We had for long dreamt of going to Liuwa Plain National Park to experience remoteness, the open plains, and the world famous wildebeest migration. Everywhere, we read that a trip in Liuwa is tough, difficult to access, but a true African adventure. The park is ideal for self-catering and camping.
After a bit of research and talking to the park authorities, we headed off in October, 6 days, 5 people in 2 cars. The road from Lusaka to Mongu is easy driving, straight, and fast. We camped for the night in Mongu at the local mission near the town centre. Next morning we fueled up and shopped for the remaining items at the very well stocked Shoprite in town, before heading towards Kalabo.
At Kalabo we checked in with the park authorities before pulling ourselves across the river on a very home made pontoon. We were finally out of range and into the wilderness.
10 meters in and the first car got stuck in the heavy sand… They weren’t joking when they said bring winch and shovel. We quickly got the hang of how to drive – and never stop in the deep sand.
After staying the night at Katoyana Campsite, right next to a large hyena den, where we could hear them growling all night long, we headed out early in the morning to catch our first wildebeest sightings. The tales are true… There are wildebeest in just about any direction!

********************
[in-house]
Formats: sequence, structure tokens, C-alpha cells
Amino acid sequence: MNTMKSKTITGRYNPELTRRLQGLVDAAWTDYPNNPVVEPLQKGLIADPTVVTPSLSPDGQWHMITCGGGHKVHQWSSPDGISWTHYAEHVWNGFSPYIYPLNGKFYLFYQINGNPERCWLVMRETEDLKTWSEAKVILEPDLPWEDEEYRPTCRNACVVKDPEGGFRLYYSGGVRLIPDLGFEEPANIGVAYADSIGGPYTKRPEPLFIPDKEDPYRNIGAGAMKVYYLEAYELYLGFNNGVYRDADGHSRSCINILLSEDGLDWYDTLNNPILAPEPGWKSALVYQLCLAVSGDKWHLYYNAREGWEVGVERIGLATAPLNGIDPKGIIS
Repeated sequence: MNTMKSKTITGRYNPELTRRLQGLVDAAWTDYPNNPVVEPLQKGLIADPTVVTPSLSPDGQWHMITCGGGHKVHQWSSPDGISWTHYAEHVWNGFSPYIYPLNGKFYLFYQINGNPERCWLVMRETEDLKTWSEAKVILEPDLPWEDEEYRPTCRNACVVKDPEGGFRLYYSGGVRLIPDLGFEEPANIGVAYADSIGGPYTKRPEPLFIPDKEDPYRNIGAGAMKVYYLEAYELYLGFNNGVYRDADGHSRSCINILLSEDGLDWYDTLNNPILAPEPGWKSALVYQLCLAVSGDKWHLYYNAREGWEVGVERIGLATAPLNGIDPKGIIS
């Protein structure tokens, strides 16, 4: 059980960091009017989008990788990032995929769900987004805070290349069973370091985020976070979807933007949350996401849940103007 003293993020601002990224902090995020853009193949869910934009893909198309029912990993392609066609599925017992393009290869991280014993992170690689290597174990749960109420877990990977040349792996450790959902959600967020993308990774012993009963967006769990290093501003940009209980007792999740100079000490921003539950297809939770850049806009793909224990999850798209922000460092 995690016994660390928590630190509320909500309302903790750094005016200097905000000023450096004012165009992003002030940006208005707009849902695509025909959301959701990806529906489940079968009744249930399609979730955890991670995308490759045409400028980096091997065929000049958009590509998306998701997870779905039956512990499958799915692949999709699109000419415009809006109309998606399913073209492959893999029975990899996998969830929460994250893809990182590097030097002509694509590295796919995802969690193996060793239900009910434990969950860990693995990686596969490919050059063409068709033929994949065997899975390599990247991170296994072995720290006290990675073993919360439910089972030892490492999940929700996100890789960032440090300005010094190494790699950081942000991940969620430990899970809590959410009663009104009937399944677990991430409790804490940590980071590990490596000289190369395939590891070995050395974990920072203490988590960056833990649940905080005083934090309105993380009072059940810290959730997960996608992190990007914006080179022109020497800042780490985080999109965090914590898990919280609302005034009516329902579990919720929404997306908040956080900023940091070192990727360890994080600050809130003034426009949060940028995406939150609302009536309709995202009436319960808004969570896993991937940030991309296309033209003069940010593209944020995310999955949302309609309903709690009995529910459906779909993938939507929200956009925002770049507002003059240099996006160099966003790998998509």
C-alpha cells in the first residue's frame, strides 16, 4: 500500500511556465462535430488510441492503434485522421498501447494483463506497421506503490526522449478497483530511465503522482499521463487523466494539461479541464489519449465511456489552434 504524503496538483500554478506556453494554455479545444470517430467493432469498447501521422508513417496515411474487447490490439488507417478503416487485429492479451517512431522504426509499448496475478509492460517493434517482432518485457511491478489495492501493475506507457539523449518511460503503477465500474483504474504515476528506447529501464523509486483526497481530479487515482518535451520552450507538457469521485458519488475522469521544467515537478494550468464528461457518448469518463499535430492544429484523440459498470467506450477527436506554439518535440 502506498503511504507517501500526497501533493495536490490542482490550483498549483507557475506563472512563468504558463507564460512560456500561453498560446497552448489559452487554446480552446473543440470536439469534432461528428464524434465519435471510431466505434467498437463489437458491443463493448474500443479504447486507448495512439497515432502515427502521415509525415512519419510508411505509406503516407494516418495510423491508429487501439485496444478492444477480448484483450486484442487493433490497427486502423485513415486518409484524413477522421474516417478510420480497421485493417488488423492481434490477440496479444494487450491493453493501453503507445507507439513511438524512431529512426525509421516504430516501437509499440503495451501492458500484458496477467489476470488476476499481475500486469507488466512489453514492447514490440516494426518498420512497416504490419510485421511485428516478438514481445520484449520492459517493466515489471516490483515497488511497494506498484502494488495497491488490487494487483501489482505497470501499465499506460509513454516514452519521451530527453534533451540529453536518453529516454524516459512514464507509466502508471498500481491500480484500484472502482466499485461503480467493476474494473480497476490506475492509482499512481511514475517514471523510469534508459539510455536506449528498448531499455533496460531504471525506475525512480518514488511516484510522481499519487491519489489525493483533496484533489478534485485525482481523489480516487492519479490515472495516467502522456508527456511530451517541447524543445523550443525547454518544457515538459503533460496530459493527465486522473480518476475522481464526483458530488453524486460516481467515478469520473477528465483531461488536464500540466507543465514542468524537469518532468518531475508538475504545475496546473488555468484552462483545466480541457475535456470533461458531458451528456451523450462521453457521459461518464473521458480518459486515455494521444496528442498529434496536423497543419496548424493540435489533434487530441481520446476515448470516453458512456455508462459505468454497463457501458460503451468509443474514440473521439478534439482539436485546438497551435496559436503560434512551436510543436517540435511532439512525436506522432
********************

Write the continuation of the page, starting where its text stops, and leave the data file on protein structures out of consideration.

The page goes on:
Soon enough, we had lost our track. Very few cars visit the park so the tracks are difficult to see. We now drove in the middle of the plains, navigating between shrubs and sand, using only our compass and an unsteady GPS to guide us. After a few hours, tensions started to build up, but finally we found tracks and were on our way to the camp before nightfall.
The Sikale Campsite is very remote and there is no running water or flushing toilets. However, it offers great views of the plains, beautiful shade trees and space to enjoy the company of your friends.
The next few days we drove around from one camp site to the other, making sure to get out of the cars, turn the engines off to enjoy the
utter silence and sights of animals.
We crossed deep rivers, camped alone under the stars, skid around in the sand, told stories around the bonfire, and enjoyed the companionship of good friends, animals, and beautiful nature.
Don’t expect to see cats or large mammals in the park. However, you will definitely see lots of antelope and if you’re lucky the exceptional hyenas and wild dogs.
There are not many visitors in the park so you will enjoy space and remoteness. The campsites are all very basic, but the caretakers look well after you and bring firewood and water as you may need it. All the campsites, except for Sikale have showers.
Don’t leave home without:
• Tow ropes or winch
• GPS, compas or very good sense of direction
• Extra fuel
• Lots of water
INFORMATION AND BOOKING
Contact the park authorities to book your entry and campsites and get more information on the park: firstname.lastname@example.org